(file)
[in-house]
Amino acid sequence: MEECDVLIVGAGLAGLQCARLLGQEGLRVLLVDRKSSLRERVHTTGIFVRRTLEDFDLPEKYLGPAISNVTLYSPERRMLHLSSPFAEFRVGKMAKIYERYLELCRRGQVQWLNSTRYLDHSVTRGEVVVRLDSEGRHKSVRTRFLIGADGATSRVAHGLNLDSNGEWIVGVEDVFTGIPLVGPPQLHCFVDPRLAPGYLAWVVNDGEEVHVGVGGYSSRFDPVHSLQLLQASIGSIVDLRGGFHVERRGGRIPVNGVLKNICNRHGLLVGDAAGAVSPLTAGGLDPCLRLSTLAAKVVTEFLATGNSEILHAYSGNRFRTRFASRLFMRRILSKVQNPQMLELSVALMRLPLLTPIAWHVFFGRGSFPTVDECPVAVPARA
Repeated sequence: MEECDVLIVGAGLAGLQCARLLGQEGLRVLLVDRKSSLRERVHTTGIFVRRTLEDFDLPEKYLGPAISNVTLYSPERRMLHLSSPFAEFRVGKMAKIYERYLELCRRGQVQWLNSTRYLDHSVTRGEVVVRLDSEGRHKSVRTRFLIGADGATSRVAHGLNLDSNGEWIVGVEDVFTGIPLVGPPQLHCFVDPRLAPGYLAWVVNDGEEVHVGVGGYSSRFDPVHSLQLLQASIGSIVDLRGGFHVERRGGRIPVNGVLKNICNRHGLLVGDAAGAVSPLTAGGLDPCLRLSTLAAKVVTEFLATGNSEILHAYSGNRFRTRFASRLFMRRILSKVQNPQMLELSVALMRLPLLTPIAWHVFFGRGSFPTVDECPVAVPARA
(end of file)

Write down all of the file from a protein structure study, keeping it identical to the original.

[in-house]
Amino acid sequence: MEECDVLIVGAGLAGLQCARLLGQEGLRVLLVDRKSSLRERVHTTGIFVRRTLEDFDLPEKYLGPAISNVTLYSPERRMLHLSSPFAEFRVGKMAKIYERYLELCRRGQVQWLNSTRYLDHSVTRGEVVVRLDSEGRHKSVRTRFLIGADGATSRVAHGLNLDSNGEWIVGVEDVFTGIPLVGPPQLHCFVDPRLAPGYLAWVVNDGEEVHVGVGGYSSRFDPVHSLQLLQASIGSIVDLRGGFHVERRGGRIPVNGVLKNICNRHGLLVGDAAGAVSPLTAGGLDPCLRLSTLAAKVVTEFLATGNSEILHAYSGNRFRTRFASRLFMRRILSKVQNPQMLELSVALMRLPLLTPIAWHVFFGRGSFPTVDECPVAVPARA
Repeated sequence: MEECDVLIVGAGLAGLQCARLLGQEGLRVLLVDRKSSLRERVHTTGIFVRRTLEDFDLPEKYLGPAISNVTLYSPERRMLHLSSPFAEFRVGKMAKIYERYLELCRRGQVQWLNSTRYLDHSVTRGEVVVRLDSEGRHKSVRTRFLIGADGATSRVAHGLNLDSNGEWIVGVEDVFTGIPLVGPPQLHCFVDPRLAPGYLAWVVNDGEEVHVGVGGYSSRFDPVHSLQLLQASIGSIVDLRGGFHVERRGGRIPVNGVLKNICNRHGLLVGDAAGAVSPLTAGGLDPCLRLSTLAAKVVTEFLATGNSEILHAYSGNRFRTRFASRLFMRRILSKVQNPQMLELSVALMRLPLLTPIAWHVFFGRGSFPTVDECPVAVPARA